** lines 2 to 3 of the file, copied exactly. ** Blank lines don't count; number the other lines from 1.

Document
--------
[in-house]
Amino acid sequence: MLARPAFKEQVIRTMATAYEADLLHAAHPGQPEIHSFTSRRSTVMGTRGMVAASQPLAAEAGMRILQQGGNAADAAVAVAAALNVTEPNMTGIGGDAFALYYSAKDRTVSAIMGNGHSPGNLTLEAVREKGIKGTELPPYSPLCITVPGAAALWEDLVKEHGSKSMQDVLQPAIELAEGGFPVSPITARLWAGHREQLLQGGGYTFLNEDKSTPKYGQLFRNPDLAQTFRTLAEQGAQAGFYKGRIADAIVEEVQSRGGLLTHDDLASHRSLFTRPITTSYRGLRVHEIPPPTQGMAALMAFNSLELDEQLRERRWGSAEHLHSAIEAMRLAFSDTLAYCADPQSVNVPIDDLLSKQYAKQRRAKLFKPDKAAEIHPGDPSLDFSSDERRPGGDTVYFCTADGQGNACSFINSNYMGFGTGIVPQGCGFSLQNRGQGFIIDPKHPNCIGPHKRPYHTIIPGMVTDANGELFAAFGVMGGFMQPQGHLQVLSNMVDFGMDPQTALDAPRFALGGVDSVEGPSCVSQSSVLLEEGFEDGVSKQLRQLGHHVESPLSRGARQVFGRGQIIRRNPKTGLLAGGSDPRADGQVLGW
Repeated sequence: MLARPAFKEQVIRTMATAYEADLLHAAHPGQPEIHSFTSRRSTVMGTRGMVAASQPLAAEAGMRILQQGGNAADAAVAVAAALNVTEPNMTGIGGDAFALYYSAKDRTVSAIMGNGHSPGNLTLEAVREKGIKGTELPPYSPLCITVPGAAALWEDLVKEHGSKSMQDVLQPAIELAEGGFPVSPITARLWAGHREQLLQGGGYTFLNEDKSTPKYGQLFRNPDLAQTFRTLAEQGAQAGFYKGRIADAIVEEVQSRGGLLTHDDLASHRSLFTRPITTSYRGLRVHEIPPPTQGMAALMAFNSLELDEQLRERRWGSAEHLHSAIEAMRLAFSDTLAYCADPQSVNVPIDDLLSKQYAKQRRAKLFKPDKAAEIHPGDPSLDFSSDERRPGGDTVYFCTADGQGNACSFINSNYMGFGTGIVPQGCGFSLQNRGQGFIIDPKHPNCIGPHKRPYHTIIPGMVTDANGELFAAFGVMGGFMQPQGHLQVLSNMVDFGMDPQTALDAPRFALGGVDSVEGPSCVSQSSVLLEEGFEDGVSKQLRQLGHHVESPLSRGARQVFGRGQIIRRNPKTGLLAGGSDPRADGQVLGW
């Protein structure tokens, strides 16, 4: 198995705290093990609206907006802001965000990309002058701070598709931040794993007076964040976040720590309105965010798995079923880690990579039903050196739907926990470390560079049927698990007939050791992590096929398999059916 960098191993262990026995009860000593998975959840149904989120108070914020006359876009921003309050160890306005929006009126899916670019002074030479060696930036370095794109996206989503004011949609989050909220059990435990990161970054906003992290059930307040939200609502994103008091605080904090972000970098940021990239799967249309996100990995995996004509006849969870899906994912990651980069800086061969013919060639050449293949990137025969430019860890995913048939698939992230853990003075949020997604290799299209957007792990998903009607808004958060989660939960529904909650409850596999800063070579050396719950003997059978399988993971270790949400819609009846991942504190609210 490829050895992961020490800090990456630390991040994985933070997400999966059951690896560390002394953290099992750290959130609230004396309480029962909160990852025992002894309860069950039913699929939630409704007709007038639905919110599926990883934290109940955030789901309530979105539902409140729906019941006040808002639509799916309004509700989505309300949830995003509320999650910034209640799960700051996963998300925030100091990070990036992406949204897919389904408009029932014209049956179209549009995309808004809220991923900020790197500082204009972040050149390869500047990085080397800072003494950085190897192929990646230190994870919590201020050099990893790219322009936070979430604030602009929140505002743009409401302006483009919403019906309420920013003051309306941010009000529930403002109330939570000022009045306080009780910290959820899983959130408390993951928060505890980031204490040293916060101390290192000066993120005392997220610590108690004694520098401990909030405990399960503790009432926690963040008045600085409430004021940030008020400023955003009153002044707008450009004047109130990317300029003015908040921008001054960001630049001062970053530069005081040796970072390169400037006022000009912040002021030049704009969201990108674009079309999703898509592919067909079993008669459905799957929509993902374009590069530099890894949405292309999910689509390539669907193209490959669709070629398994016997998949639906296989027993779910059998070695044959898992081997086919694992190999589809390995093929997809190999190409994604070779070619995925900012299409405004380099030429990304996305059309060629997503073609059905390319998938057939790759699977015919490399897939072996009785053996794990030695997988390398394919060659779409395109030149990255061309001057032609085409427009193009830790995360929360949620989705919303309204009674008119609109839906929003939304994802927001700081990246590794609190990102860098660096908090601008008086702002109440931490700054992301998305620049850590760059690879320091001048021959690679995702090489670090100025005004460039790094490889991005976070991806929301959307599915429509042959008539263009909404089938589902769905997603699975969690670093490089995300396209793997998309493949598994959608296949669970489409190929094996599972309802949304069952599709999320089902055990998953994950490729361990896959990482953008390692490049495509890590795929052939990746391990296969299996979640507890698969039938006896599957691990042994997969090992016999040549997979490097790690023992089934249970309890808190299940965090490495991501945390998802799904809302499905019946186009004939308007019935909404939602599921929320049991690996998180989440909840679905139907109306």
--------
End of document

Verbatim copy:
Amino acid sequence: MLARPAFKEQVIRTMATAYEADLLHAAHPGQPEIHSFTSRRSTVMGTRGMVAASQPLAAEAGMRILQQGGNAADAAVAVAAALNVTEPNMTGIGGDAFALYYSAKDRTVSAIMGNGHSPGNLTLEAVREKGIKGTELPPYSPLCITVPGAAALWEDLVKEHGSKSMQDVLQPAIELAEGGFPVSPITARLWAGHREQLLQGGGYTFLNEDKSTPKYGQLFRNPDLAQTFRTLAEQGAQAGFYKGRIADAIVEEVQSRGGLLTHDDLASHRSLFTRPITTSYRGLRVHEIPPPTQGMAALMAFNSLELDEQLRERRWGSAEHLHSAIEAMRLAFSDTLAYCADPQSVNVPIDDLLSKQYAKQRRAKLFKPDKAAEIHPGDPSLDFSSDERRPGGDTVYFCTADGQGNACSFINSNYMGFGTGIVPQGCGFSLQNRGQGFIIDPKHPNCIGPHKRPYHTIIPGMVTDANGELFAAFGVMGGFMQPQGHLQVLSNMVDFGMDPQTALDAPRFALGGVDSVEGPSCVSQSSVLLEEGFEDGVSKQLRQLGHHVESPLSRGARQVFGRGQIIRRNPKTGLLAGGSDPRADGQVLGW
Repeated sequence: MLARPAFKEQVIRTMATAYEADLLHAAHPGQPEIHSFTSRRSTVMGTRGMVAASQPLAAEAGMRILQQGGNAADAAVAVAAALNVTEPNMTGIGGDAFALYYSAKDRTVSAIMGNGHSPGNLTLEAVREKGIKGTELPPYSPLCITVPGAAALWEDLVKEHGSKSMQDVLQPAIELAEGGFPVSPITARLWAGHREQLLQGGGYTFLNEDKSTPKYGQLFRNPDLAQTFRTLAEQGAQAGFYKGRIADAIVEEVQSRGGLLTHDDLASHRSLFTRPITTSYRGLRVHEIPPPTQGMAALMAFNSLELDEQLRERRWGSAEHLHSAIEAMRLAFSDTLAYCADPQSVNVPIDDLLSKQYAKQRRAKLFKPDKAAEIHPGDPSLDFSSDERRPGGDTVYFCTADGQGNACSFINSNYMGFGTGIVPQGCGFSLQNRGQGFIIDPKHPNCIGPHKRPYHTIIPGMVTDANGELFAAFGVMGGFMQPQGHLQVLSNMVDFGMDPQTALDAPRFALGGVDSVEGPSCVSQSSVLLEEGFEDGVSKQLRQLGHHVESPLSRGARQVFGRGQIIRRNPKTGLLAGGSDPRADGQVLGW